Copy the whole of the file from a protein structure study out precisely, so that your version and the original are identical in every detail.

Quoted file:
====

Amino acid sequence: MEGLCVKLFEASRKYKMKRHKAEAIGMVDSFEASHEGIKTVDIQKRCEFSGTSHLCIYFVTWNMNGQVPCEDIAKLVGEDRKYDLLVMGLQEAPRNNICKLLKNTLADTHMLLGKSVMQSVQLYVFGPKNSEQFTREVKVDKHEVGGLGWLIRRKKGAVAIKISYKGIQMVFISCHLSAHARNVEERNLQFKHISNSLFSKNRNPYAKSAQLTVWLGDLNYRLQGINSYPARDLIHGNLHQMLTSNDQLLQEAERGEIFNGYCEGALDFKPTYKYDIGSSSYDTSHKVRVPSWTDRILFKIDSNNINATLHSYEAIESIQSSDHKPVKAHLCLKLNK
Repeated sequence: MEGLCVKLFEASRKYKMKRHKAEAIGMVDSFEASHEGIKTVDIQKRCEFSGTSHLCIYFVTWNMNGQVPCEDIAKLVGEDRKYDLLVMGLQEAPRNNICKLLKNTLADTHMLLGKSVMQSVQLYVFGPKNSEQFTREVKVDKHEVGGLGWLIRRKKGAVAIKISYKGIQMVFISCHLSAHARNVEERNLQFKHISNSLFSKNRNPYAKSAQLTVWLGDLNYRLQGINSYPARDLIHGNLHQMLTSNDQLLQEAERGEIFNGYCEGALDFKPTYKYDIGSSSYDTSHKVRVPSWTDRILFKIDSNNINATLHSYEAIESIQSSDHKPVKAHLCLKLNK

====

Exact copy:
Amino acid sequence: MEGLCVKLFEASRKYKMKRHKAEAIGMVDSFEASHEGIKTVDIQKRCEFSGTSHLCIYFVTWNMNGQVPCEDIAKLVGEDRKYDLLVMGLQEAPRNNICKLLKNTLADTHMLLGKSVMQSVQLYVFGPKNSEQFTREVKVDKHEVGGLGWLIRRKKGAVAIKISYKGIQMVFISCHLSAHARNVEERNLQFKHISNSLFSKNRNPYAKSAQLTVWLGDLNYRLQGINSYPARDLIHGNLHQMLTSNDQLLQEAERGEIFNGYCEGALDFKPTYKYDIGSSSYDTSHKVRVPSWTDRILFKIDSNNINATLHSYEAIESIQSSDHKPVKAHLCLKLNK
Repeated sequence: MEGLCVKLFEASRKYKMKRHKAEAIGMVDSFEASHEGIKTVDIQKRCEFSGTSHLCIYFVTWNMNGQVPCEDIAKLVGEDRKYDLLVMGLQEAPRNNICKLLKNTLADTHMLLGKSVMQSVQLYVFGPKNSEQFTREVKVDKHEVGGLGWLIRRKKGAVAIKISYKGIQMVFISCHLSAHARNVEERNLQFKHISNSLFSKNRNPYAKSAQLTVWLGDLNYRLQGINSYPARDLIHGNLHQMLTSNDQLLQEAERGEIFNGYCEGALDFKPTYKYDIGSSSYDTSHKVRVPSWTDRILFKIDSNNINATLHSYEAIESIQSSDHKPVKAHLCLKLNK